DECATUR – Macon County officials have added clarification to the ordinance to allow wind turbines in the county.
The amended ordinance would rephrase the language to make clear the county has no power to control the placement of turbines within a 1½-mile radius of a municipality.
The change was passed unanimously by the county’s Siting, Rules and Ordinance committee Monday night and will head to the full board next month for approval.
Assistant State’s Attorney Michael Baggett said the change was made clarify the original ordinance’s language, which could lead some to read it as though the county could forbid turbines from being built in that location.
“You are not creating new law,” he told the committee Monday night. “You are just making sure that our ordinance conforms with the law.”
By law, municipalities are the only entity with to power to site a wind turbine within 1½ miles of their boundaries. The municipality could, by written agreement, give the county the authority to site the turbines, a responsibility the county could accept.
The county would have the authorization to site any turbines that lie beyond the that specific radius of any municipality.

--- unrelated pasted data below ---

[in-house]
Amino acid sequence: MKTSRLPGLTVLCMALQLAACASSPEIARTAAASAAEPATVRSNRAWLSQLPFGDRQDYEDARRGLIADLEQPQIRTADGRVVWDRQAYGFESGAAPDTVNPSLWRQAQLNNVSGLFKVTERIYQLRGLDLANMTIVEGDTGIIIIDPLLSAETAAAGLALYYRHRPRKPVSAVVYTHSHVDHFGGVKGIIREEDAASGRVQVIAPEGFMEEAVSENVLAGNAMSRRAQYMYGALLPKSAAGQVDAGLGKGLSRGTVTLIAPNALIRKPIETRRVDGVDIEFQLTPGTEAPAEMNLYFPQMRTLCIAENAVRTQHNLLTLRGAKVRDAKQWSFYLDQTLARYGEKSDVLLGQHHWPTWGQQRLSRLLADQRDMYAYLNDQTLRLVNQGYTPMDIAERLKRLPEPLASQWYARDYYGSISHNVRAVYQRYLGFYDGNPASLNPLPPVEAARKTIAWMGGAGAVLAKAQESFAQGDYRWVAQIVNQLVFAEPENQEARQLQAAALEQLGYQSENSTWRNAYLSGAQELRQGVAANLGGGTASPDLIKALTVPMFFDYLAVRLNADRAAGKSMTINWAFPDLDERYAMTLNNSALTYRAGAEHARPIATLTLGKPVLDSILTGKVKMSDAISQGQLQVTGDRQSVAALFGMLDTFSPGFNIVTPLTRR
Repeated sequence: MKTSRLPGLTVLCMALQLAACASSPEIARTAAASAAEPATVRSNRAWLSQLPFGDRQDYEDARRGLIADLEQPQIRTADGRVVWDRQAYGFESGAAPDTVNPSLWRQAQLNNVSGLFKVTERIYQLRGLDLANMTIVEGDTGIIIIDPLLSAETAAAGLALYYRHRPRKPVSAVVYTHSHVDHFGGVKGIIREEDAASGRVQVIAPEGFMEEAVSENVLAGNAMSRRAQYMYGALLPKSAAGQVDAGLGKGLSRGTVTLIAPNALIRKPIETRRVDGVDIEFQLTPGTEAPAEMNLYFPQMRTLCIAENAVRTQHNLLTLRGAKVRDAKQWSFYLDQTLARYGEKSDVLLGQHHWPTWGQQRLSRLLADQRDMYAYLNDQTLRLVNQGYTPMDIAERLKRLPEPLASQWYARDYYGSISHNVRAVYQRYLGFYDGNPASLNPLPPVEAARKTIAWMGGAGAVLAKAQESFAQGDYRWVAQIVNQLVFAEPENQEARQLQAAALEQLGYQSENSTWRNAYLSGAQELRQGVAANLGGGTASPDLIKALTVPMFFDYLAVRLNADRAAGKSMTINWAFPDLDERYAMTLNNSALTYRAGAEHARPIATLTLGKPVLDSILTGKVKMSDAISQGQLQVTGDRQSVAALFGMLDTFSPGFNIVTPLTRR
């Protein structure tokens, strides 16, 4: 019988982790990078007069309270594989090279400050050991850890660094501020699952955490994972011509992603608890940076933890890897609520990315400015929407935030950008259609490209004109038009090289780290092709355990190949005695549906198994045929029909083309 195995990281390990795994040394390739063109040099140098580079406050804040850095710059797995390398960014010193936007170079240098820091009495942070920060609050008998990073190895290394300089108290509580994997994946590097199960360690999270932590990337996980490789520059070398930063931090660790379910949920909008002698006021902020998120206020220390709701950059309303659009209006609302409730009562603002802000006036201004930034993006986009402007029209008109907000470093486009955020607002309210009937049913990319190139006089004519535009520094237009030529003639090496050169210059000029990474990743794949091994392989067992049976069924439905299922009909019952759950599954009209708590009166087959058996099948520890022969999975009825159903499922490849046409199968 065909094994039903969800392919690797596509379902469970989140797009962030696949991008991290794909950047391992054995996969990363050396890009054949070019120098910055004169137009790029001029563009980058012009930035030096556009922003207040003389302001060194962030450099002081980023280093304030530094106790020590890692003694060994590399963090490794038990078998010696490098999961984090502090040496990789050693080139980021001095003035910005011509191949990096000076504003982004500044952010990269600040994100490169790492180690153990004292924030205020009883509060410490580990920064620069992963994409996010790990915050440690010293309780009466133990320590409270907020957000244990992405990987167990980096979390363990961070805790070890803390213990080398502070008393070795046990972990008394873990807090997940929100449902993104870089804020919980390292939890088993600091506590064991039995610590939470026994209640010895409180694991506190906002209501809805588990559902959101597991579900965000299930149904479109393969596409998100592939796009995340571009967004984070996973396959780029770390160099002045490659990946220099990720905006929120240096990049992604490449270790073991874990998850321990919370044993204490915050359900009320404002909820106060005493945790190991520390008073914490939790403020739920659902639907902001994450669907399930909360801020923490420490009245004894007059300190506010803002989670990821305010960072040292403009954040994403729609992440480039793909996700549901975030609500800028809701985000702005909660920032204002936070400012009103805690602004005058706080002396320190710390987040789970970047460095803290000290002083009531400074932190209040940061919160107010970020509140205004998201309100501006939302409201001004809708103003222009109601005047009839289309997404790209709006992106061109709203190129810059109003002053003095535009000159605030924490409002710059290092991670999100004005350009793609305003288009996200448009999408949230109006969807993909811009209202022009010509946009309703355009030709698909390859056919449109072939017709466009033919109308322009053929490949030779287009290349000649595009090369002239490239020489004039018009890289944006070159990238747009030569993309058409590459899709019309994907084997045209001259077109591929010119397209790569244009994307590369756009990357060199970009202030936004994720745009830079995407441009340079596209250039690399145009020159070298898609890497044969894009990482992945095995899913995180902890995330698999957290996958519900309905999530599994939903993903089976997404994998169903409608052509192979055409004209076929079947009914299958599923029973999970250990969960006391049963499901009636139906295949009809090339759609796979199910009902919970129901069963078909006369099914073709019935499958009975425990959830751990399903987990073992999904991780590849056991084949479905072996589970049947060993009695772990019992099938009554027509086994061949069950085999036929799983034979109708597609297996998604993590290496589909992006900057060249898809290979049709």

The clean-up language comes as the county continues to work toward bringing from 100 to 175 turbines to the northern part of the county near Maroa. Officials from E.ON, the American unit of Germany’s largest utility company planning to build the substation and turbines, have previously said more feasibility studies and other preparation work needed to be done before the turbines could be constructed and in full operation, with a target of 2016 for completion.
According to county officials, the turbines could generate between $30 million to $45 million in new tax revenue over the life of the project, which is expected to be 25 years.
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